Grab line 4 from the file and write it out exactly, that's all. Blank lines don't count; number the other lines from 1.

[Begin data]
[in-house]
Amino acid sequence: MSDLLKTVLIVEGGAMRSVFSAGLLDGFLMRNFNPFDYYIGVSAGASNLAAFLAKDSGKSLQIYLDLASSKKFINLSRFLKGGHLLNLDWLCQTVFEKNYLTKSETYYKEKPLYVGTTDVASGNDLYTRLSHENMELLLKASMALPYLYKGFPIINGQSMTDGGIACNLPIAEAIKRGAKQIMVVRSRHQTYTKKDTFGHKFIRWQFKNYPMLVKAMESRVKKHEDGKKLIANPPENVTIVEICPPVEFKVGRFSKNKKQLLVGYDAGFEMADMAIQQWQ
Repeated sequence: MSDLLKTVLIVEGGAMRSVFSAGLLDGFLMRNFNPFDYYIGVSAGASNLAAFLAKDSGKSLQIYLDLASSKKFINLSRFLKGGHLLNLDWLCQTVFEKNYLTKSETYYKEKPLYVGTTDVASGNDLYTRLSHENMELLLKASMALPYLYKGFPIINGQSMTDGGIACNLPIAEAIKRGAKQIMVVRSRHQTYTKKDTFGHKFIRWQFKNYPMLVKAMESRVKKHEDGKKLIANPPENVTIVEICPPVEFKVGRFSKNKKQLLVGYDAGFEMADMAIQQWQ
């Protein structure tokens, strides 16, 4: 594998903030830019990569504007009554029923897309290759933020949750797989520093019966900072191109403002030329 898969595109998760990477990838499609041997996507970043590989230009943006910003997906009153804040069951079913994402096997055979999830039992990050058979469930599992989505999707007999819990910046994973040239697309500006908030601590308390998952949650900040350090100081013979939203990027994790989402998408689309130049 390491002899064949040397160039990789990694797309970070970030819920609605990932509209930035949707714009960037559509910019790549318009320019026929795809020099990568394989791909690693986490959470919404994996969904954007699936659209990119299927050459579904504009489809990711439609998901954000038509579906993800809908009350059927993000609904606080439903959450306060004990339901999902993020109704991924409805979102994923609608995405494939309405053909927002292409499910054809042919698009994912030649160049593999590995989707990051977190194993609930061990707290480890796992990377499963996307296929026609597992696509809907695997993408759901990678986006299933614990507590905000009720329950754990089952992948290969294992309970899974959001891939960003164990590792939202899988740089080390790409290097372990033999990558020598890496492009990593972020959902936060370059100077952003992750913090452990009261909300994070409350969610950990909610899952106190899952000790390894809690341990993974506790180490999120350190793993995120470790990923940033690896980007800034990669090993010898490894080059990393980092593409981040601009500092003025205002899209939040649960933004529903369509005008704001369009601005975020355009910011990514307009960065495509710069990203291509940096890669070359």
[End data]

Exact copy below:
């Protein structure tokens, strides 16, 4: 594998903030830019990569504007009554029923897309290759933020949750797989520093019966900072191109403002030329 898969595109998760990477990838499609041997996507970043590989230009943006910003997906009153804040069951079913994402096997055979999830039992990050058979469930599992989505999707007999819990910046994973040239697309500006908030601590308390998952949650900040350090100081013979939203990027994790989402998408689309130049 390491002899064949040397160039990789990694797309970070970030819920609605990932509209930035949707714009960037559509910019790549318009320019026929795809020099990568394989791909690693986490959470919404994996969904954007699936659209990119299927050459579904504009489809990711439609998901954000038509579906993800809908009350059927993000609904606080439903959450306060004990339901999902993020109704991924409805979102994923609608995405494939309405053909927002292409499910054809042919698009994912030649160049593999590995989707990051977190194993609930061990707290480890796992990377499963996307296929026609597992696509809907695997993408759901990678986006299933614990507590905000009720329950754990089952992948290969294992309970899974959001891939960003164990590792939202899988740089080390790409290097372990033999990558020598890496492009990593972020959902936060370059100077952003992750913090452990009261909300994070409350969610950990909610899952106190899952000790390894809690341990993974506790180490999120350190793993995120470790990923940033690896980007800034990669090993010898490894080059990393980092593409981040601009500092003025205002899209939040649960933004529903369509005008704001369009601005975020355009910011990514307009960065495509710069990203291509940096890669070359």